Janus to Restore $31.5 Million for Improper Trades
The Janus Capital Group announced on Friday that it will pay $31.5 million to funds or shareholders harmed by improper trades.
The $31.5 million figure was determined by the accounting firm Ernst & Young LLP, which conducted an inquiry into the effect of quick trades on the funds and their shareholders. The probe found that 10 investors were allowed to purchase and redeem shares of certain Janus funds more frequently than other investors, Janus told the Wall Street Journal.
Market timing is not illegal, but it gives certain investors the ability to take advantage of stale prices that do not reflect events that took place after underlying securities in a fund were last traded.
For each of the seven funds involved, the amount payable to the fund or its shareholders would amount to one cent or more per share as of Nov. 30, according to Janus’ filing with the Securities and Exchange Commission (SEC). Securities regulators must approve the payment plan.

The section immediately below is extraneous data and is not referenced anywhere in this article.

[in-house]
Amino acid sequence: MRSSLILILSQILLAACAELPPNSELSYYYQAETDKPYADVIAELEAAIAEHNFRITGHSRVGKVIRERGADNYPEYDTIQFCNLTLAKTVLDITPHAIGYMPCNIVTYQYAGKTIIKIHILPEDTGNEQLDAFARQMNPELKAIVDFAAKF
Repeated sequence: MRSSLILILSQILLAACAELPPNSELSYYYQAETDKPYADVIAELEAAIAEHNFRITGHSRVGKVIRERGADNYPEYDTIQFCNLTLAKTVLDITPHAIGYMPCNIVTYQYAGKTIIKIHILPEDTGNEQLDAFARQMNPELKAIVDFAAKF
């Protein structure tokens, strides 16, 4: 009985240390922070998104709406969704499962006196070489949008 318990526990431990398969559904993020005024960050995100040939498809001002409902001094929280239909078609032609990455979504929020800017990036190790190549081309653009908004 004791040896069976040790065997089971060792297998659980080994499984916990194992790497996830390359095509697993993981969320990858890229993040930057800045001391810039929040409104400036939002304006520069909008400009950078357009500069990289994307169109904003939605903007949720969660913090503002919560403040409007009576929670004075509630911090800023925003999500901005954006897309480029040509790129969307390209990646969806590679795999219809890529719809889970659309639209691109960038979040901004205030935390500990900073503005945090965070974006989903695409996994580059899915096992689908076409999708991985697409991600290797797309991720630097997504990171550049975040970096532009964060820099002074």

"Investors are looking at the ultimate settlement being some reasonable multiple of that number ($31.5 million), which all things considered, won't have a critical impact on Janus longer term,'' said Matt Snowling, an analyst at investment bank Friedman, Billings, Ramsey Group Inc.
The Journal reported that the $31.5 million payment includes net gains of about $22.8 million realized by the discretionary frequent traders; about $2.7 million representing opportunity cost of those gains had they been available to the funds; management fees of about $1 million received by Janus Capital Group related to discretionary trading accounts; and waived redemption fees of nearly $5 million.
The payment figure does not include any additional penalties that may be sought by the New York attorney general or the SEC, Janus told Reuters. The company said it expects civil penalties and a remediation plan to result.
Janus announced that it would adopt fair value pricing in certain instances to discourage market timing, and said it will eliminate the use of brokerage commissions to buy third-party research or services. The decision to voluntarily stop the practice known as "soft dollars" will increase expenses by about $9 million a year, the company said.
Janus also announced Friday that Chief Executive Mark Whiston will not take up the additional role of chairman, and it named Steve Scheid, formerly vice chairman of Charles Schwab Corp., as non-executive chairman effective Jan. 1. Reuters reported that by waiving his right to become chairman, Whiston will forfeit a cash payment of $20 million to $23 million.